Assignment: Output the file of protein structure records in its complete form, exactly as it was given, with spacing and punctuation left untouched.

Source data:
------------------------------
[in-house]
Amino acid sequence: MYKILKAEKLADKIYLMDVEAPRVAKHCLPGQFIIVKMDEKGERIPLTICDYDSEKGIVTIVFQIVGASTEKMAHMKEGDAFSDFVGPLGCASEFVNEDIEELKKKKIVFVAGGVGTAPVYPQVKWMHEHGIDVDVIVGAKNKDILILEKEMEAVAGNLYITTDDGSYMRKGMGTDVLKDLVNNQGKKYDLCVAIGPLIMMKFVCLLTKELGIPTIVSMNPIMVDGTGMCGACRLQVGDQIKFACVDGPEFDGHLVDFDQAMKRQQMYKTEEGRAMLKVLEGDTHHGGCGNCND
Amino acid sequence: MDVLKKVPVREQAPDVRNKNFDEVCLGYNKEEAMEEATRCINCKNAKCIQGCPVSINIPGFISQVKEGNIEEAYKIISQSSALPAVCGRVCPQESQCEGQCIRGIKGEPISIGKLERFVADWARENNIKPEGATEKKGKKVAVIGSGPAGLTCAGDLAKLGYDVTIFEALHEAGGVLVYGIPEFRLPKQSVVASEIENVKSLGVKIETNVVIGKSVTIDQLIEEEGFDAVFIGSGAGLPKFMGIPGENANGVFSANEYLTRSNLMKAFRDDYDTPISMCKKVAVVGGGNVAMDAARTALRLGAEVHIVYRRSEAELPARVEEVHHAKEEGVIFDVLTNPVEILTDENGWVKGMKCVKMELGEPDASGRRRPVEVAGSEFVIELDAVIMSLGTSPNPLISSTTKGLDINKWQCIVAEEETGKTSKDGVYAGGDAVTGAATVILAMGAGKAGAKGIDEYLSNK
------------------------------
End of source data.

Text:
[in-house]
Amino acid sequence: MYKILKAEKLADKIYLMDVEAPRVAKHCLPGQFIIVKMDEKGERIPLTICDYDSEKGIVTIVFQIVGASTEKMAHMKEGDAFSDFVGPLGCASEFVNEDIEELKKKKIVFVAGGVGTAPVYPQVKWMHEHGIDVDVIVGAKNKDILILEKEMEAVAGNLYITTDDGSYMRKGMGTDVLKDLVNNQGKKYDLCVAIGPLIMMKFVCLLTKELGIPTIVSMNPIMVDGTGMCGACRLQVGDQIKFACVDGPEFDGHLVDFDQAMKRQQMYKTEEGRAMLKVLEGDTHHGGCGNCND
Amino acid sequence: MDVLKKVPVREQAPDVRNKNFDEVCLGYNKEEAMEEATRCINCKNAKCIQGCPVSINIPGFISQVKEGNIEEAYKIISQSSALPAVCGRVCPQESQCEGQCIRGIKGEPISIGKLERFVADWARENNIKPEGATEKKGKKVAVIGSGPAGLTCAGDLAKLGYDVTIFEALHEAGGVLVYGIPEFRLPKQSVVASEIENVKSLGVKIETNVVIGKSVTIDQLIEEEGFDAVFIGSGAGLPKFMGIPGENANGVFSANEYLTRSNLMKAFRDDYDTPISMCKKVAVVGGGNVAMDAARTALRLGAEVHIVYRRSEAELPARVEEVHHAKEEGVIFDVLTNPVEILTDENGWVKGMKCVKMELGEPDASGRRRPVEVAGSEFVIELDAVIMSLGTSPNPLISSTTKGLDINKWQCIVAEEETGKTSKDGVYAGGDAVTGAATVILAMGAGKAGAKGIDEYLSNK